In Whitman's Hand


About this Item

Title: in Poem of Existence

Creator: Walt Whitman

Date: Between 1850 and 1860

Whitman Archive ID: duk.00060

Source: The Trent Collection of Walt Whitman Manuscripts, Duke University Rare Book, Manuscript, and Special Collections Library. Transcribed from digital images of the original. For a description of the editorial rationale behind our treatment of the manuscripts, see our statement of editorial policy.

Editorial note: Edward Grier notes that the handwriting of this manuscript "suggests an early date, possibly before 1860" (Notebooks and Unpublished Prose Manuscripts [New York: New York University Press, 1984], 4:1339). Resemblances to passages in the preface to the 1855 Leaves of Grass are perhaps evidence that these notes constitute draft material for that edition. Another possibility is that these notes represent an attempt to recast ideas from the preface into poetry—a process that Whitman used successfully to create several new poems for the second edition of 1856. The note at the top of the manuscript lends credence to the second theory, as it follows the characteristic title structure unique to the second edition, although Whitman never published a poem under the title "Poem of Existence."

Contributors to digital file: Heather Morton, Andrew Jewell, Kenneth M. Price, Kirsten Clawson, Janel Cayer, Brett Barney, and Nicole Gray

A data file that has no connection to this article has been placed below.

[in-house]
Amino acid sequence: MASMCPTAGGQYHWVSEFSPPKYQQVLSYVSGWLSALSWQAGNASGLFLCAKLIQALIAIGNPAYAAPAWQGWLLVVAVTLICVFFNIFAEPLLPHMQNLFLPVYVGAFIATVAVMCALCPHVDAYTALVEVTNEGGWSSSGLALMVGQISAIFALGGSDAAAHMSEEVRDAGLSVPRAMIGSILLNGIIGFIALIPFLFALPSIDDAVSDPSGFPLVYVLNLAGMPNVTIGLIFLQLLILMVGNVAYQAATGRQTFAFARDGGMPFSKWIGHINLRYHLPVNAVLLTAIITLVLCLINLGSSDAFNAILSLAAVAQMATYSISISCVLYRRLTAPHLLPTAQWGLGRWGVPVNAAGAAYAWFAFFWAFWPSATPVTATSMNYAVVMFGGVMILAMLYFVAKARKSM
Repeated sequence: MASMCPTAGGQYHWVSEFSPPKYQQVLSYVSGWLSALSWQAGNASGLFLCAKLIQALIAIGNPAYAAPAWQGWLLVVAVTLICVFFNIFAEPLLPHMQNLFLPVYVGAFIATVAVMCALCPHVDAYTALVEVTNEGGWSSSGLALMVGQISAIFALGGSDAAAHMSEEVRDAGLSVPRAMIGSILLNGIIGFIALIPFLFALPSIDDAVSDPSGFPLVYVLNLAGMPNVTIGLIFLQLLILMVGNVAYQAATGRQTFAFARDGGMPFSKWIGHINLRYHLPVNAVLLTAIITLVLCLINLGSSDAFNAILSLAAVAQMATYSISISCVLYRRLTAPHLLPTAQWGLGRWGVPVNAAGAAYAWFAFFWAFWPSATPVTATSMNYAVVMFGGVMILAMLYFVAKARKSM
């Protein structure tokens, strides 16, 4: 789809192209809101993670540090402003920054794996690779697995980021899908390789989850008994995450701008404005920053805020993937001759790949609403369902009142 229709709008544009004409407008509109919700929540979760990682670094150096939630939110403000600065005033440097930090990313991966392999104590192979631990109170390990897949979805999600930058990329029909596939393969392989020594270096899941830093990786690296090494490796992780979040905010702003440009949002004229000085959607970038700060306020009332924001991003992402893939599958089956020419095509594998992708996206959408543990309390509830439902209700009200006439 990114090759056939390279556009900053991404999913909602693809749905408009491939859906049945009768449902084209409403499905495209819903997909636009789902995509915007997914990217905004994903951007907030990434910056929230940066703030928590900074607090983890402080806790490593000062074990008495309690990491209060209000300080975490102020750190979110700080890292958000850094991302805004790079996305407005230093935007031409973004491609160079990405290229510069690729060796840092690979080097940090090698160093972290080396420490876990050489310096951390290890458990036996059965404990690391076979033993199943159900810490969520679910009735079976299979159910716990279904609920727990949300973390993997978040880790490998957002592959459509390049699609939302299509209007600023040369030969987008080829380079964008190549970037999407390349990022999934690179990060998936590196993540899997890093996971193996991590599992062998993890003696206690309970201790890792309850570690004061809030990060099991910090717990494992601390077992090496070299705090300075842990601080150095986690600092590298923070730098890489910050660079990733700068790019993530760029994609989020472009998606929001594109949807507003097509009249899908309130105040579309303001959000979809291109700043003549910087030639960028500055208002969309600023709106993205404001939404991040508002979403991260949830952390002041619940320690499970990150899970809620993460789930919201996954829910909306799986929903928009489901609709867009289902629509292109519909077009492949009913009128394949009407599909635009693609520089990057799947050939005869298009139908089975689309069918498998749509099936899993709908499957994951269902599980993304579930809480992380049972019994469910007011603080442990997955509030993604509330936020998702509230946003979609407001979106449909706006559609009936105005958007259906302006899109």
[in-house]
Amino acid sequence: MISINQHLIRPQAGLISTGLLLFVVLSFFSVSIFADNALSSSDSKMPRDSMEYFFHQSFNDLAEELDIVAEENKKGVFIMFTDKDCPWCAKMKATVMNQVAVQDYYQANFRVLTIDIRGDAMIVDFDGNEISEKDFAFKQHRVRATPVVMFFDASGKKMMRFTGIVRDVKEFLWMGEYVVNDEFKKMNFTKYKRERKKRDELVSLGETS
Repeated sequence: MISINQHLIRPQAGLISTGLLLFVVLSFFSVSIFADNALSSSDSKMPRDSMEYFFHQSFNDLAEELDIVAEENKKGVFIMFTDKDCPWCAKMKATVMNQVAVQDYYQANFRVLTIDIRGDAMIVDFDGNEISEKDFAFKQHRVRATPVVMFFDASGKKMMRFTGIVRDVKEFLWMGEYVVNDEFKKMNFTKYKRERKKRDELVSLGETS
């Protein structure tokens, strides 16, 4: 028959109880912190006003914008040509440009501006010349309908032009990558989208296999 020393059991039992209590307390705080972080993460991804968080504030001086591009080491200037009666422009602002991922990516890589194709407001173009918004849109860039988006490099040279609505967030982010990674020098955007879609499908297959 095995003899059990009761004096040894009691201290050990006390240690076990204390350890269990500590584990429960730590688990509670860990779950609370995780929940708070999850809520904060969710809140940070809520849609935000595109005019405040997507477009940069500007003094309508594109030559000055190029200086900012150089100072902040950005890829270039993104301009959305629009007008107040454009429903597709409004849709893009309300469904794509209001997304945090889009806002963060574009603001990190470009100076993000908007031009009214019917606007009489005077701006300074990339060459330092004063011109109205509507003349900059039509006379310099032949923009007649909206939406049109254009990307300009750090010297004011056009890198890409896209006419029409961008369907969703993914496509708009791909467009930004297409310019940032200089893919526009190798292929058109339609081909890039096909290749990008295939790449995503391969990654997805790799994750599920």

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(in Poem of Existence

We call it one the past, and we call another the future

But both are alike the present


It is not the past, though we call it so,—nor

IAnd it is not the future, though we call it so,

It is [Ready?] to [at?], All the while it is the present only—that both
pa future and past are the present only.—


The curious realities now everywhere—on the surface
of the earth,
—in the interior of the earth—
Are there living creatures in that What is it? Is it liquid fire? Is it fire?
solid?—Is it some Is there not
toward the core, some vast
strange stifling vacuum?—Is there
any thing in that vacuum? any ^kind of curious, flying living things,
or floating life with its natures fitted?—

[paper glued]

The existences on the innumerable stars, with their
varied degrees of perfection, climate, swiftness

—Some probably are but forming,—others not so
advanced as the earth—Some are no doubt more
advanced— (I should not wonder if the

The Then tThere is intercommunion,
Nothing can One sphere [ch?] cannot know another sphere,
cCommunion of ^ what we call life is with life only,
and of what iswe call is after
Each I think
Each sphere knows itself only, and h cannot
commune beyond itself,
Wh Life communes only with life,
Whatever it is that follows death,

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